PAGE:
- Ocado reported a trading update for Q3
- The cost of living crisis impacted weighed on spending
- Ocado shares are down 57% this year
- Demand metrics don’t yet point to a turnaroud
Ocado (LON: OCDO) posted a third-quarter trading update Tuesday, September 13, which resulted in its share price falling over 13% at the open (down 12% at the time of writing).
While sales rose 2.7% year-over-year to £532 million, Ocado told investors that inflation and the cost of living crisis are weighing on consumer spending, with the average basket down by 6% to £116. “While customers and orders have grown, consumers are shopping smaller baskets and seeking value-for-money items as they respond to inflationary pressures,” they stated.
Ocado’s average selling price increased by 5% year-over-year, which is the net of a 7% inflationary increase in food price and offset by a 2% decrease related to customers choosing lower-priced alternative products.
In addition, cost headwinds (predominantly for energy and dry ice) will likely weigh on profitability in the fourth quarter. As a result, Ocado expects the accelerating trading down and smaller baskets, particularly over the last few weeks, to result in a small sales decline in FY22 and close to break-even EBITDA.
Before today’s trading update, Ocado shares were trading positively in September, hitting a high of almost 800p on Monday. However, it is now once again at its lows, down 57% in 2022. Here’s what I will be watching for signs of a potential turnaround in spending:
Inflation is obviously the main issue for Ocado at the moment, with consumers opting for cheaper alternatives and reducing the number of goods they buy.
Energy prices are the primary issue. However, Nat Gas and Oil prices have fallen in recent weeks, and there is hope the new UK Prime Minister, Lizz Truss, will be able to set out a strategy to ease the pressure on households. So far, Truss has revealed plans to freeze energy bills at an average of £2,500 a year for two years.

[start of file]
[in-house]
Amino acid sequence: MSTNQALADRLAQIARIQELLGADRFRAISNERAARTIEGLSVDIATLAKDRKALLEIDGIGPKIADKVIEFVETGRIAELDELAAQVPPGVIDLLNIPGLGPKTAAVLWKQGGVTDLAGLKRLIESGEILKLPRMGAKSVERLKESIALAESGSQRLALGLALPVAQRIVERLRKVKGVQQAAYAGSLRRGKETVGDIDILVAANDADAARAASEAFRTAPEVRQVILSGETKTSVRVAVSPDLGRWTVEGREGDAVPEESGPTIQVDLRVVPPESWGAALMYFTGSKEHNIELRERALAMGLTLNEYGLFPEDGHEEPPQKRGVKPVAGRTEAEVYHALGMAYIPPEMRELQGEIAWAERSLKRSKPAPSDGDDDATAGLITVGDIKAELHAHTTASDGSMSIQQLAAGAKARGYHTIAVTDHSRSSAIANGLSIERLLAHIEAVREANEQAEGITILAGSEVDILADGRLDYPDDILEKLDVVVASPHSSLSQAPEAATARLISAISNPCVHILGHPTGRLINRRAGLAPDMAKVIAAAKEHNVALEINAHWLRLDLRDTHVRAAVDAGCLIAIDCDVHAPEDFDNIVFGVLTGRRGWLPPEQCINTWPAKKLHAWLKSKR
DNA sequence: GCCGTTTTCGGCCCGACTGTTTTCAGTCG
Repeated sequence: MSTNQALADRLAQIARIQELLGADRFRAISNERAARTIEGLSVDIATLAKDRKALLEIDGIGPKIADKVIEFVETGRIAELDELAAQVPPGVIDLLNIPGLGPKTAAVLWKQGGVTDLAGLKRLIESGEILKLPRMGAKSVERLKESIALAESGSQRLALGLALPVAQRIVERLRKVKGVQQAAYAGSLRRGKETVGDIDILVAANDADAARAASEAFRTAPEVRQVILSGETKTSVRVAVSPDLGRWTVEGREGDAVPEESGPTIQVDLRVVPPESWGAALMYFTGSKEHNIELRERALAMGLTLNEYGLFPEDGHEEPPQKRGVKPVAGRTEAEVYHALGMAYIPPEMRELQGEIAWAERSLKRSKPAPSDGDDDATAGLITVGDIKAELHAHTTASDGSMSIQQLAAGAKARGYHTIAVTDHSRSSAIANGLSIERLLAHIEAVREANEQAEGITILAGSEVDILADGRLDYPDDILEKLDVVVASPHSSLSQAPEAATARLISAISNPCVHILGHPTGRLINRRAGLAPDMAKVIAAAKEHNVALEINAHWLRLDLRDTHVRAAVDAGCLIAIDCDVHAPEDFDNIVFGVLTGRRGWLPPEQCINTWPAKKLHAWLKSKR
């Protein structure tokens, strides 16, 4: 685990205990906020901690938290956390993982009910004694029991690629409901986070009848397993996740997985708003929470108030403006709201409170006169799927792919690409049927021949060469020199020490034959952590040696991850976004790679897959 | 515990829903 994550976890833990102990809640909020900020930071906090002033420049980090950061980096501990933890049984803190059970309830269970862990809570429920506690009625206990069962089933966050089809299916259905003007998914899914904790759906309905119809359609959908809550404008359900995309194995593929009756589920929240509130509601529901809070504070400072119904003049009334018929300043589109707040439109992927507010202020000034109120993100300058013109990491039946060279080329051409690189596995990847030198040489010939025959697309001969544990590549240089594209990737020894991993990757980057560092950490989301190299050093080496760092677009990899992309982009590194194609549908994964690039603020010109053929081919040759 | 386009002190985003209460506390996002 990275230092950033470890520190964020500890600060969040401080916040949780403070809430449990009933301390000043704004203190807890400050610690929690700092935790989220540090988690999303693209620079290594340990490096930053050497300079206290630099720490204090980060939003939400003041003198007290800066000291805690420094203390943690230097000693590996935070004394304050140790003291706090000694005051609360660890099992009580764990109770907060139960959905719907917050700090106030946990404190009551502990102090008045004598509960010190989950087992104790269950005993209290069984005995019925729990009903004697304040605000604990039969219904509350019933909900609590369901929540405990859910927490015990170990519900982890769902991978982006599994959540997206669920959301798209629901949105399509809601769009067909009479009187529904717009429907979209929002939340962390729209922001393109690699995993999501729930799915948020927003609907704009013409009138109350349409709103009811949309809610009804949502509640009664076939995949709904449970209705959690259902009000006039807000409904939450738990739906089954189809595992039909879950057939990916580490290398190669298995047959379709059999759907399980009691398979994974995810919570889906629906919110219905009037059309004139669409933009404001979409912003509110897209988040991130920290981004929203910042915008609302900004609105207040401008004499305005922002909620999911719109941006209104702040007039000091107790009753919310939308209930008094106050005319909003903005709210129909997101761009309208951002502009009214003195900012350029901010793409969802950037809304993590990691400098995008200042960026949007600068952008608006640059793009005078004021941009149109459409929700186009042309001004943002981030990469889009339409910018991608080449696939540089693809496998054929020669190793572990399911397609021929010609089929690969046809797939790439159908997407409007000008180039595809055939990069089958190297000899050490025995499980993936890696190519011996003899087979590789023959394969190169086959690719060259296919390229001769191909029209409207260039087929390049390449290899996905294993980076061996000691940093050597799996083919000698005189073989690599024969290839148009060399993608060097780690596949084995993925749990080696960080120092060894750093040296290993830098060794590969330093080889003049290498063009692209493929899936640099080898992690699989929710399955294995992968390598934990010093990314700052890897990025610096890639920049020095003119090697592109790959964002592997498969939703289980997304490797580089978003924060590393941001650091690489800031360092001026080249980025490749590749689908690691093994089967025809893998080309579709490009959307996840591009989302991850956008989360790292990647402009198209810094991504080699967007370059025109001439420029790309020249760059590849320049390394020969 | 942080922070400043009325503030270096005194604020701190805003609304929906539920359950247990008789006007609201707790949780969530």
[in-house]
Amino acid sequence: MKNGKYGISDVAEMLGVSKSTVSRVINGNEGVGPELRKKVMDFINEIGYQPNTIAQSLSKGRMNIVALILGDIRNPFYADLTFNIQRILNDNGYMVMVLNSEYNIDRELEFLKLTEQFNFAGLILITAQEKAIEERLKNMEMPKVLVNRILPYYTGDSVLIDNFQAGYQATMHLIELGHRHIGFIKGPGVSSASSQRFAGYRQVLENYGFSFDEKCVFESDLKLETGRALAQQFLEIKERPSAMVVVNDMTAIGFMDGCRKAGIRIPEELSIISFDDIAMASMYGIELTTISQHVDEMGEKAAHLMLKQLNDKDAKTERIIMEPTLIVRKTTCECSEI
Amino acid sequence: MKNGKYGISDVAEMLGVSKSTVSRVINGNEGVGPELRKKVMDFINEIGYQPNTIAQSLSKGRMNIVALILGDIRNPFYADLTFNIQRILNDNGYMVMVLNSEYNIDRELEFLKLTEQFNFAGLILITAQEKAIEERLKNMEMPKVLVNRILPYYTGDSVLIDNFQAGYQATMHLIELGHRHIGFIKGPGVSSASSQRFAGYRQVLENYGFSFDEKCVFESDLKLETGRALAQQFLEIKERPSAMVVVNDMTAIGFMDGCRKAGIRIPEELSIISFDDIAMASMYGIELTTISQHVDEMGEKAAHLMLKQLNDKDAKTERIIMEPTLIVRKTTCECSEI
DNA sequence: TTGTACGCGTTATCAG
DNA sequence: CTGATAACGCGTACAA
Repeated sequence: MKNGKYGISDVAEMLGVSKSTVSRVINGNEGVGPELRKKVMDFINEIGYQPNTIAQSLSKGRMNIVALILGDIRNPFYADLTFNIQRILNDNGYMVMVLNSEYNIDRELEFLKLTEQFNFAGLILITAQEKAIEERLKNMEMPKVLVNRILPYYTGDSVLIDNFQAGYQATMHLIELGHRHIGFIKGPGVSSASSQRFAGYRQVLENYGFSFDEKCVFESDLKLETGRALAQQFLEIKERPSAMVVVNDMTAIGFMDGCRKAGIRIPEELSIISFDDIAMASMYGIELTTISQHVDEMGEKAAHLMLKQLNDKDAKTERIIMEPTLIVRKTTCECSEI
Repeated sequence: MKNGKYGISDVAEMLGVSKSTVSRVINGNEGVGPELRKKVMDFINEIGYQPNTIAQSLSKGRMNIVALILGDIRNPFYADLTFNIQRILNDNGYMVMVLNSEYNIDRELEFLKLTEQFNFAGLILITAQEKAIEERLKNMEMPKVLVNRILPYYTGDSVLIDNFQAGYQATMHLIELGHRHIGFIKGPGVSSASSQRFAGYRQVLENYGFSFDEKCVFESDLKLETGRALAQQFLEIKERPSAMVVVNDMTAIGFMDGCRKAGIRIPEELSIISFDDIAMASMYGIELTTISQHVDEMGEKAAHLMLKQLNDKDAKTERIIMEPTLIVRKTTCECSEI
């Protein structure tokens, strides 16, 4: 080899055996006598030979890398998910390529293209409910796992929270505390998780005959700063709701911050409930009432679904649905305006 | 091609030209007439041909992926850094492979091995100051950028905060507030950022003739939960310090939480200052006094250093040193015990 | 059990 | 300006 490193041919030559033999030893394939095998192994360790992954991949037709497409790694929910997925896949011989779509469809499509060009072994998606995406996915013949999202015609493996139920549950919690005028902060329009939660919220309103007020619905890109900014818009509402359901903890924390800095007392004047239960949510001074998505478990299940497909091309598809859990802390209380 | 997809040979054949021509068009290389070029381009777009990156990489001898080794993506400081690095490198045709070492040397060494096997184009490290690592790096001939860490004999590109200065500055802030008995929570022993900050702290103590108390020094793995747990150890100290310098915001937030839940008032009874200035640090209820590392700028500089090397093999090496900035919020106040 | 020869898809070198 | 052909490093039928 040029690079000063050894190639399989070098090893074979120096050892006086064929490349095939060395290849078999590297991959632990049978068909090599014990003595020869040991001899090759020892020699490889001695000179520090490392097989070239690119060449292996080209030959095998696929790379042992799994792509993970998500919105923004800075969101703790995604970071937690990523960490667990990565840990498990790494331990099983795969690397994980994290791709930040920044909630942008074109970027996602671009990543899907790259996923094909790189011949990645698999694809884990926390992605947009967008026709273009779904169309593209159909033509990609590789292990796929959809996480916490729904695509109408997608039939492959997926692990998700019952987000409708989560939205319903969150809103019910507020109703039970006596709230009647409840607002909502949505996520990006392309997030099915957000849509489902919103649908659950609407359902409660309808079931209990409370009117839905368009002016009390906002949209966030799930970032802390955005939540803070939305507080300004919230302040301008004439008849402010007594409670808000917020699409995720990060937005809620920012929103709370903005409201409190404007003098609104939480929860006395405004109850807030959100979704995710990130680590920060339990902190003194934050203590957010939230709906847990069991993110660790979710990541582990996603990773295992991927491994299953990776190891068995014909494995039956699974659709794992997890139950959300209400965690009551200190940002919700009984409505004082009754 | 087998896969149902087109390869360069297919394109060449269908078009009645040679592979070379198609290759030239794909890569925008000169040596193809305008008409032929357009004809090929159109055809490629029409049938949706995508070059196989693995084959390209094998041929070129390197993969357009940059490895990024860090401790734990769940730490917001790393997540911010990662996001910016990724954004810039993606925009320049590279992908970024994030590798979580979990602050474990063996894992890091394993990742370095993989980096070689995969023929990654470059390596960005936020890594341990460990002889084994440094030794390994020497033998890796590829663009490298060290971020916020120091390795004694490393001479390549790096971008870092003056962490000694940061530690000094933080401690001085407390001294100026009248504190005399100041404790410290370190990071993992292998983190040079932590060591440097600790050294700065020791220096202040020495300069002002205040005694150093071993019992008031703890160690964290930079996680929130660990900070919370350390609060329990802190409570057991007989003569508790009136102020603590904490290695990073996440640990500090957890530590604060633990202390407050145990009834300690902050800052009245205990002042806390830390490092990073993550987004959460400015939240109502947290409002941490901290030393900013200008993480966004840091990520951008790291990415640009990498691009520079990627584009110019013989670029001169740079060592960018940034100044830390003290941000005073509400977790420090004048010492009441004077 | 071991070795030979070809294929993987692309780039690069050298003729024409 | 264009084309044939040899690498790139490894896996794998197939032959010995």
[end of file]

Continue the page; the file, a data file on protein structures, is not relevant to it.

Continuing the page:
UK inflation data for August is released tomorrow and is forecast to come in at 10.6%, above the 10.1% previously reported. If over the next few months, inflation begins to ease, we may see spending pick up.
The slowdown for Ocado was evident in the last few months due to inflation. But we can also couple that with website traffic data. According to Semrush, the number of visitors to the Ocado website are currently at 1.88 million, down significantly from the June 2021 high of 3.4 million.
Given that customers schedule deliveries through Ocado’s website (and app), web traffic is something I will be keeping an eye on as a sign of a turnaround in demand.
One thing to note is that there is a discrepancy here. Despite the reported fall in web traffic, Ocado said active customer numbers grew 23% year-on-year to 946,000, driving an increase in average orders per week of 10.7%. Even so, web traffic is still a key metric to watch.
Retail sales in the UK rose unexpectedly by 0.3% in July compared to the previous month, with food store sales increasing 0.1%.
Retail sales data for August is expected to be released this Friday, September 16, and is forecast to come in at -0.4%. A decline would not be a surprise, but looking forward, if we begin to see an uptick in retail sales and food store sales, it may signal that it’s time to start looking at Ocado shares again.
Like other retail stocks, Ocado has been hit by soaring inflation and, as a result, a tightening in consumer spending. But, for me, the signs are not yet there for a turnaround (famous last words).
Inflation and retail sales will be the key metrics to watch for over the next few months. If they improve (inflation easing and retail sales rise), we should see demand for Ocado’s products and services improve, with traffic to its website increasing. At that point, I will be watching for a reversal of the current downtrend.